I just wanted to chime in that my opinion is in agreement with yours. Especially if someone is just feeling out the waters (i.e. not sure they’ll stick with it) For example the Hohner Blues Band is a solid beginner instrument…

      If however, someone is quite confident and determined to take the harmonica to a solid advanced intermediate level I tell them they may as well get a professional instrument now.

      Once a student decides to learn how to bend I consider it almost critical at that point to upgrade to a professional instrument…my #1 recommendation is the Hohner Special 20. Earlier in this thread I’ve offer my opinion of a long list of professional instrument and I would say any harmonica rated 8 or higher would be a good first choice when someone is ready to invest in a professional instrument.

      Thanks for you comment Donald. Sound advice!

      jp

      Reply

  • Jake

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    Hey there, just would like to say that in my opinion and the opinion of many others, the Hohner Marine Band is the best all around harp you can get. I don’t know why he would say the Special 20…isn’t it plastic? Anyways, the Hohner Blues harp is nice to, just harder to play than the Marine Band.

    Reply

  • Jake

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    Just one more thing, do not buy plastic reed harps! I don’t know why any professional would suggest buying them, even an amateur such as myself knows that they are almost always an inferior instrument.

    Reply

    • JP Allen

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      Hey Jake,

      In your article, you wrote that you don’t know why any professional such as myself would suggest buying a harmonica with a plastic comb, as you believe this would make it an inferior instrument.

      Gosh. I so appreciate your honesty and I’m sure other readers will consider you opinion equally valid to my own.

      Jake: have you ever played a Special 20? The Marine Band, with its wood comb, is a fantastic instrument, especially when set up by a professional who does reed gapping, like Joe Spiers. However, I have personally found harmonicas with wooden combs to be challenging, because the wooden combs are painted in the place where the harmonica touches the mouth, to prevent moisture absorption.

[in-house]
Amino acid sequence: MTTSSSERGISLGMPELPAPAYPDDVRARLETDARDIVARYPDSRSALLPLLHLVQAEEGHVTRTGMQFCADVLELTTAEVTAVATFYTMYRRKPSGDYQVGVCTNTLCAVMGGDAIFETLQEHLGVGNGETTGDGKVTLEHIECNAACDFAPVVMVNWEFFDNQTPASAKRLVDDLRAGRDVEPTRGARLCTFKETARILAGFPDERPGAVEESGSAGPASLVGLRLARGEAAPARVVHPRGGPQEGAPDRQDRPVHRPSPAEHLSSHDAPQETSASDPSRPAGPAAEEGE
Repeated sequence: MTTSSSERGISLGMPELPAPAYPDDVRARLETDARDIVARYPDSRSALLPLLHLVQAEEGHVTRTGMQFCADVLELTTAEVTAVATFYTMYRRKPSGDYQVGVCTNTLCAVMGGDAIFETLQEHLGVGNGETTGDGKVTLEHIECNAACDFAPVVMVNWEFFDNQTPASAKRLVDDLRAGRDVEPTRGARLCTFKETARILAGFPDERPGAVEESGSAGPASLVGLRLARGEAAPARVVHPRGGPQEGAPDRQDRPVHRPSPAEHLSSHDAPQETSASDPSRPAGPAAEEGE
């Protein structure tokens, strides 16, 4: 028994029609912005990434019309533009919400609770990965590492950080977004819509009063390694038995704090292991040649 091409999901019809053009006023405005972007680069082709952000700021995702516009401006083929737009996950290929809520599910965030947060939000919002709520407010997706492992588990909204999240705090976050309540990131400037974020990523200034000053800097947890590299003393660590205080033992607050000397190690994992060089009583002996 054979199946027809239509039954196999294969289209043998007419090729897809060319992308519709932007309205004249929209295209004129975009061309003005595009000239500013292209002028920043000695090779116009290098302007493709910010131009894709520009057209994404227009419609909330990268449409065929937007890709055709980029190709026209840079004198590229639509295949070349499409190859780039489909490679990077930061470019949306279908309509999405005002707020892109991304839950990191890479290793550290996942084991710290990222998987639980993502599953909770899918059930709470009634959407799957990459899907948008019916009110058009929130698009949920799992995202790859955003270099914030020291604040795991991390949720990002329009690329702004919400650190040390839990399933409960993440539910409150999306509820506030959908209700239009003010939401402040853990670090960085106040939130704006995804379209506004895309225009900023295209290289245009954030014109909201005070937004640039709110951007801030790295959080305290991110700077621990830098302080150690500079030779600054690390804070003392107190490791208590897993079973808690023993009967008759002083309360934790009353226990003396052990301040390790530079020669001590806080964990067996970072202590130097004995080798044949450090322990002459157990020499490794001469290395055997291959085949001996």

I have found for myself that over time, the paint peels off to expose the raw wood. I don’t like this for two reasons: one, I don’t like eating paint. Two, when the paint does rub off and I play the harmonica for long periods, as I often do, I find the wooden combs expand from the moisture. When this happens, the combs protrude from the harmonica and create a sharp edge that has actually cut my lips. Have you ever heard the line in Bob Dylan’s song, “Play your harp until your lips bleed”? That’s what happens when a harmonica with a wood comb ages. It’s been a while since I used a harmonica with a wood comb, but I imagine someone else may know a simple fix that I don’t. If anyone would like to respond with a posting, I invite your contributions.

      With all due respect, Jake…and I mean that…I’m not just trying to be polite… it seems there are pros and cons to all the choices, and to lift ourselves above the possibility of having an argument that no one can win, I would like to recommend that people do their own experiment in order to discover which harmonica they like best.

      One thing to bear in mind (a mistake I made as a young harmonica player): if you’re going to do a true comparison, you need to compare apples to apples. In other words, you need to compare the Special 20 in the key of C to a Marine Band in the key of C. If you compare a Special 20 in the key of C to a Marine Band in the key of G, your experiment will be distorted by the fact that you are comparing instruments in different keys.

      Thanks for your honesty, Jake.

      JP

      Reply

      • Jake

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        Right now I play a Hohner Blues harp and I love it but it doesn’t compare to the marine band. I find with the blues harps they require more air than the marine. I would like to play a special 20, i’ll buy it in A and post to let you know how it is. In the end i just prefer the sound of a wooden reed over plastic. It’s a more raw blues sound.

        Reply

    • murray

      |

      Id like to say sometrhing about wood combs compared to plastic. I assume your talking about plastic combs and not plastic reeds. Ive been playing for over 30 years. I started ouy playing Honer marine bands and blues harps but progressed to plastic combs. The wood combs might sound a little better, but Ive found that, in order to get any volume you need to warm them up by playing them untill the wood absorbs some moisture and expands enough to become more airtight. A quick fix to this problem is to soak the harmonica in water first, but this causes the reeds to fail prematurly. I f you buy a quailty plastic combed harmonica ,like the ones listed on this web page the sound difference is minimual ,but you dont need to soak them or warm them up and they last a lot longer. I like the special 20 but it dosent last as long as a Lee Oscar. For durability my favorite harp so far is the Seydel 1847 silver its a bit more expensive but Ive been playing the crap ouy of one for over a year now and it hasnt failed yet and it sounds soo good.

      Reply

  • JP Allen

    |